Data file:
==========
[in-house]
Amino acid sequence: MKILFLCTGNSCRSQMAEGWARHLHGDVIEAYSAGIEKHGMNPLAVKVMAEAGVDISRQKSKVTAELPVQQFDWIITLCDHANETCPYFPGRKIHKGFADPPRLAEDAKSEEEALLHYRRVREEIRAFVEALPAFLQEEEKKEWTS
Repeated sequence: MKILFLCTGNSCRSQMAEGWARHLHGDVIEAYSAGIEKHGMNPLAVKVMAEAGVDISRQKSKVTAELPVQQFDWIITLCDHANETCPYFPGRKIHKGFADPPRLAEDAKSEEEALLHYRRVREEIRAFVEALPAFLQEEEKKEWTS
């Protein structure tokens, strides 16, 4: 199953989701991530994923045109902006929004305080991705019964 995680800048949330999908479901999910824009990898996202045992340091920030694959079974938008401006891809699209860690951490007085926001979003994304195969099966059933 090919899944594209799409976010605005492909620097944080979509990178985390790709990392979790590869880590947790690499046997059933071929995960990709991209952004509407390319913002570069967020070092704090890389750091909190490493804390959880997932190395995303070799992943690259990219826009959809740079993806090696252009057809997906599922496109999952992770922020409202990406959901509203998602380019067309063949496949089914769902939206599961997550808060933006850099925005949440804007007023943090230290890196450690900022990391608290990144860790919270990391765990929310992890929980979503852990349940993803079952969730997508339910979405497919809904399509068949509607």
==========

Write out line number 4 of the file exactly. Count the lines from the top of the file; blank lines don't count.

């Protein structure tokens, strides 16, 4: 199953989701991530994923045109902006929004305080991705019964 995680800048949330999908479901999910824009990898996202045992340091920030694959079974938008401006891809699209860690951490007085926001979003994304195969099966059933 090919899944594209799409976010605005492909620097944080979509990178985390790709990392979790590869880590947790690499046997059933071929995960990709991209952004509407390319913002570069967020070092704090890389750091909190490493804390959880997932190395995303070799992943690259990219826009959809740079993806090696252009057809997906599922496109999952992770922020409202990406959901509203998602380019067309063949496949089914769902939206599961997550808060933006850099925005949440804007007023943090230290890196450690900022990391608290990144860790919270990391765990929310992890929980979503852990349940993803079952969730997508339910979405497919809904399509068949509607």